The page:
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CHICAGO-Companies that lost millions of dollars of business because of the 1992 Chicago flood may be left high and dry after a recent ruling that the city is shielded from liability for some economic damage claims.
The Illinois Appellate Court ruled late last month that the city of Chicago is protected under the state's sovereign immunity law from compensating businesses for economic damages if they suffered no related property damage in the flood.
The floodwaters that swept through tunnels beneath Chicago's Loop business district caused an estimated $300 million in insured damage. A tunnel that was punctured during construction work in 1991 by Great Lakes Dredge & Dock Co. of Oak Brook, Ill., later collapsed, allowing 250 million gallons of water to rush through the underground system, flooding the subfloors of many adjacent buildings.
Lawsuits filed by businesses and insurers claim the city failed to adequately supervise the construction work by Great Lakes Dredge & Dock.
Last month's ruling does not disallow property claims or economic damage claims against the city if the plaintiff has related property damage.
In its ruling, the appellate court sent the case back to the lower court to resolve the issue of whether city officials had a plan to prevent the flooding and failed to properly execute the plan.
A decision hasn't been made whether to appeal last month's ruling regarding economic damage to the Illinois Supreme Court, according to Aron Robinson, a plaintiffs attorney at Chicago law firm Holstein, Mack & Klein.
Meanwhile, businesses that were forced to close and lost revenue because of the flood have suffered a setback.
Most of the businesses that suffered business interruption losses did not sustain property damage in the flood. Therefore, they have been unable to collect from insurers because business interruption coverage typically does not pay if the policyholder does not have direct property damage.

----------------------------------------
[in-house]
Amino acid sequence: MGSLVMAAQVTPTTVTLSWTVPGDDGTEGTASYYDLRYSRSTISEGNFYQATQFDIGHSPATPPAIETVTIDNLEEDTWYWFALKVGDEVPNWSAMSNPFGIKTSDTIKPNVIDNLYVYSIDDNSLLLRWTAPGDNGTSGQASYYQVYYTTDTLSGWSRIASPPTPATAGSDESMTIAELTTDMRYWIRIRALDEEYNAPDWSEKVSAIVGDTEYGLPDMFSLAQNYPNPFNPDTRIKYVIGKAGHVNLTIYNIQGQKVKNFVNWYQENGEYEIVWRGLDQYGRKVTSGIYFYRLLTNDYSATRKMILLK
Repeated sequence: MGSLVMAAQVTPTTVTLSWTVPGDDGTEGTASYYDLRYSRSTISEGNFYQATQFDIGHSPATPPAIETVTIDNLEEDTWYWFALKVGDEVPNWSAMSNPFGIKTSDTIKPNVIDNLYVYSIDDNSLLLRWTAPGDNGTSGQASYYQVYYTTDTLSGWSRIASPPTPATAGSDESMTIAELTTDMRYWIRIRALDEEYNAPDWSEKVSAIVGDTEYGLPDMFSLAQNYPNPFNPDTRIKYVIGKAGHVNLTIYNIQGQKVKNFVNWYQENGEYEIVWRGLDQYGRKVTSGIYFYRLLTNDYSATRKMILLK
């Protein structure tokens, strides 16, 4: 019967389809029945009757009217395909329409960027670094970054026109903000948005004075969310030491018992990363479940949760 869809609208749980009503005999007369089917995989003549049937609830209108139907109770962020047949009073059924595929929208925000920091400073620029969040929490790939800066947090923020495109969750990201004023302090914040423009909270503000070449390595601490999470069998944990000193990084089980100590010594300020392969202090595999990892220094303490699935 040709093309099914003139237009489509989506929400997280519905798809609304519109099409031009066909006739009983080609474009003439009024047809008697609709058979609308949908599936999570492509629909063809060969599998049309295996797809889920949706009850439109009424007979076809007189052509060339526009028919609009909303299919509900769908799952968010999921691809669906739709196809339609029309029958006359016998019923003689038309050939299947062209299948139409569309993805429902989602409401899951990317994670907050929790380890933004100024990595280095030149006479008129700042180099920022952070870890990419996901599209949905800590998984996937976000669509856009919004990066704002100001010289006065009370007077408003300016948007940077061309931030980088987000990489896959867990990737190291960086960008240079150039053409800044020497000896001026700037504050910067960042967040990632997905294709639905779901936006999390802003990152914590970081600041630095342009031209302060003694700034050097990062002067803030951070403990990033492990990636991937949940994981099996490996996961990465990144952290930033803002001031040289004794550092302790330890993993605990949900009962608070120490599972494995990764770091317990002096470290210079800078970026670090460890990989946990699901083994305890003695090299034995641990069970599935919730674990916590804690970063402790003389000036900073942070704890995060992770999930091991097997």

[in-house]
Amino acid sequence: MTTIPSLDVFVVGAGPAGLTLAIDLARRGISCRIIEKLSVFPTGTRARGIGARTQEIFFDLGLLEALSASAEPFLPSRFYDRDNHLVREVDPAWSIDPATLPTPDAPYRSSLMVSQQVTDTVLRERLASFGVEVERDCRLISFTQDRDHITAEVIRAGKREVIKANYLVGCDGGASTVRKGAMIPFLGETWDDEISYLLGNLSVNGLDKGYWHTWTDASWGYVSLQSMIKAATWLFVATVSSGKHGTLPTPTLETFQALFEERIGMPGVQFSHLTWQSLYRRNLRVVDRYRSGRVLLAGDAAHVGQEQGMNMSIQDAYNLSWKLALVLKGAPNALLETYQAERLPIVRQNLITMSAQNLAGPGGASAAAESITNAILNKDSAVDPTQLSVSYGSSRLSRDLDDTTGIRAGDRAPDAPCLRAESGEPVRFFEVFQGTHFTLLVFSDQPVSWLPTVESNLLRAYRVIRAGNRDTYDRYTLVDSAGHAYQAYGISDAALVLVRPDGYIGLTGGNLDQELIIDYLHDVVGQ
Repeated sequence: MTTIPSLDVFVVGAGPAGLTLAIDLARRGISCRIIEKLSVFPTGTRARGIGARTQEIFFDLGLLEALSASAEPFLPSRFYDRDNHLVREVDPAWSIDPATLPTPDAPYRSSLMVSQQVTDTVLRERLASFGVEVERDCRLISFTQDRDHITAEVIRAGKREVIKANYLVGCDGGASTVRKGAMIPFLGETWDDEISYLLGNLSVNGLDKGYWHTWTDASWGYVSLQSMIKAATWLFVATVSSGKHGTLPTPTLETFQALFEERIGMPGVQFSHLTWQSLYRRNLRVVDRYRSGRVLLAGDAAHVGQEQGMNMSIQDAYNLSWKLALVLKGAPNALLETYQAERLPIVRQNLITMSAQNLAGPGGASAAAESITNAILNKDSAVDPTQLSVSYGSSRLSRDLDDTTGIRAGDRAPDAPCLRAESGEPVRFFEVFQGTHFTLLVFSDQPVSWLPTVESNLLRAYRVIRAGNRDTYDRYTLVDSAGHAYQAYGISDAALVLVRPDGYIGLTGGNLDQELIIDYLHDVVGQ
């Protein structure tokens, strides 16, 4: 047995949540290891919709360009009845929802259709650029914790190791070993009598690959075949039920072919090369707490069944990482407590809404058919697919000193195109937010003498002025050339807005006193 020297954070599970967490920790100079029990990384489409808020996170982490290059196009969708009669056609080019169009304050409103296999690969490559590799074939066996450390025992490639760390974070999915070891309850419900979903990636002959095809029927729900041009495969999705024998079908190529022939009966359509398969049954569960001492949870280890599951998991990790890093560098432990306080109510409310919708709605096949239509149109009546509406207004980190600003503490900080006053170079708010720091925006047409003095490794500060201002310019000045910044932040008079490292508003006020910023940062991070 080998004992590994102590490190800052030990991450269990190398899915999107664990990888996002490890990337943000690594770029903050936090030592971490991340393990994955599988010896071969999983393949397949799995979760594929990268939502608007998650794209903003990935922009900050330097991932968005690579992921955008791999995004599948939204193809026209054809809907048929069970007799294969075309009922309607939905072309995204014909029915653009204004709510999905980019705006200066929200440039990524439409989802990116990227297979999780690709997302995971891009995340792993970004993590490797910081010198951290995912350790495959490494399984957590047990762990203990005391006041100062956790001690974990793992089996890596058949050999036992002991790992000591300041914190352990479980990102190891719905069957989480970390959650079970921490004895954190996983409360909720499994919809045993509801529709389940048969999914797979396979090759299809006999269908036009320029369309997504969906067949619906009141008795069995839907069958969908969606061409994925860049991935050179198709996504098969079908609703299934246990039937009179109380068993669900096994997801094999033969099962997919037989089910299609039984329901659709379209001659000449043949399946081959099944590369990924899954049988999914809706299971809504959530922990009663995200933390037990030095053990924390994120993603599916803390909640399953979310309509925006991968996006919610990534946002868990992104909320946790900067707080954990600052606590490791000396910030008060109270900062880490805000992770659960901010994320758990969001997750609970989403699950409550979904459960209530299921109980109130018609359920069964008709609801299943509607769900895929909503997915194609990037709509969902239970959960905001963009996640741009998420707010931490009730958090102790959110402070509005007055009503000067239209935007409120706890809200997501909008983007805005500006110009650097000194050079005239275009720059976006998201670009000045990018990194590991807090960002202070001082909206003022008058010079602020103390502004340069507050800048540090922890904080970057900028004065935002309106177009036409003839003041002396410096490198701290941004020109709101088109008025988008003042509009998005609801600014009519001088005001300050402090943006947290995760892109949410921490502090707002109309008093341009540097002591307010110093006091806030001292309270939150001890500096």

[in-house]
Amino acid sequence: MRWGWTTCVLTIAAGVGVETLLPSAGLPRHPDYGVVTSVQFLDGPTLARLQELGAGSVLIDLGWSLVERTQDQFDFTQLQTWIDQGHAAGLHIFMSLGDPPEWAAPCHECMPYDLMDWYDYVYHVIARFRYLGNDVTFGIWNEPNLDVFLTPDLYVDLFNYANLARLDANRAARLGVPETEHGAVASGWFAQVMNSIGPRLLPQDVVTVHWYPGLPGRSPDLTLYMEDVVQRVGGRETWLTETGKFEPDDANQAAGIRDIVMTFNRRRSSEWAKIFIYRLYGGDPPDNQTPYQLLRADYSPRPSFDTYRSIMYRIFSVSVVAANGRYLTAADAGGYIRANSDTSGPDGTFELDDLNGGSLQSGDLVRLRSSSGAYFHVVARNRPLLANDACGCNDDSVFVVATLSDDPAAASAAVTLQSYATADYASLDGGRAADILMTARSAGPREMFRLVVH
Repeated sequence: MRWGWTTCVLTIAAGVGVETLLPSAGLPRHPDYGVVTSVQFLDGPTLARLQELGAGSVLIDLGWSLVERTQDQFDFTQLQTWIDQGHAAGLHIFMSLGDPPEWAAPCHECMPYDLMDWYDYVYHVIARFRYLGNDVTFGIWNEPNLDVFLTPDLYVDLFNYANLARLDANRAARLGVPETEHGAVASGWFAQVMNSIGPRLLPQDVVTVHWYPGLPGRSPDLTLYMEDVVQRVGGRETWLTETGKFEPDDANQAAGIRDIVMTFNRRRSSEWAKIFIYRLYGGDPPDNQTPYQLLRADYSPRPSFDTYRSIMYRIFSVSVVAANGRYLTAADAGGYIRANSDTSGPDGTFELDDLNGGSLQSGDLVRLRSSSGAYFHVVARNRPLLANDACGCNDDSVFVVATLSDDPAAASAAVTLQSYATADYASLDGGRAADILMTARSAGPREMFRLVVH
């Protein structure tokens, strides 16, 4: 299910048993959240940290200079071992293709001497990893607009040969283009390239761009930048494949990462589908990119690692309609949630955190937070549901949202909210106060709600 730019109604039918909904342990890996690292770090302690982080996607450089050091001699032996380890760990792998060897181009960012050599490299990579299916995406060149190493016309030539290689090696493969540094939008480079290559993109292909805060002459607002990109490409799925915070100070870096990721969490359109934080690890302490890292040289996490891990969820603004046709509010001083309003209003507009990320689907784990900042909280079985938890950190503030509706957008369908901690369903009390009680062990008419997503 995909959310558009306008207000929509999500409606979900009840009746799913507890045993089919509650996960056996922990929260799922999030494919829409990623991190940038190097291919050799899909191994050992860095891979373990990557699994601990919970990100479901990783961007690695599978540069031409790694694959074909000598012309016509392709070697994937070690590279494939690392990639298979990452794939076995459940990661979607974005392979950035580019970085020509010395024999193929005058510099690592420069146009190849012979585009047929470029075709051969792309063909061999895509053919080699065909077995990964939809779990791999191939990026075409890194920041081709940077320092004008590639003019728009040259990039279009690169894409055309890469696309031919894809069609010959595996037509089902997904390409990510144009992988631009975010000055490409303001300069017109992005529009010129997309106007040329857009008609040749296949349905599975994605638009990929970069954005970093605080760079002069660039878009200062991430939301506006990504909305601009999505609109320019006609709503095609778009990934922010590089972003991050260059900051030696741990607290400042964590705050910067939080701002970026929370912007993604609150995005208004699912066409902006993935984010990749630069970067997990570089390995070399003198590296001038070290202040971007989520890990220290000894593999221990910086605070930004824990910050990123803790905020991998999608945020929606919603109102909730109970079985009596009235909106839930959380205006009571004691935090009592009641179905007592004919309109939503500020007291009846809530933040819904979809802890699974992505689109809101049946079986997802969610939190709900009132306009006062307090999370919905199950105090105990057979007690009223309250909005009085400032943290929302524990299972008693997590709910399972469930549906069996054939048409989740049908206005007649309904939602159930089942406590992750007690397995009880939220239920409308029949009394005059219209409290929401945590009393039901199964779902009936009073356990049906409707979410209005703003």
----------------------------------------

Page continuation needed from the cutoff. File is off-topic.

In addition, some businesses had no such coverage in any case.
"Most small businesses don't purchase business interruption coverage," said Mr. Robinson. "The great majority of claimants may not have had any."
And even if businesses did have coverage to pay business interruption and other losses from the flood, most have had to swallow expenses like deductibles or self-insured retentions, he pointed out.
Members of the class-action total around 480 and are seeking around $48 million, Mr. Robinson said.
Plaintiffs in several suits originally sought more than $400 million from the city and Great Lakes Dredge & Dock Co. but some of the claims have been settled.
The city of Chicago agreed last August to pay $36 million to several businesses and insurers to settle claims related to the flood (BI, Aug. 14, 1995).
Plaintiffs in that case, including American Home Assurance Co., The St. Paul Cos. Inc. and Travelers Corp., which are subrogating on behalf of policyholders, are seeking additional compensation from Great Lakes Dredge & Dock.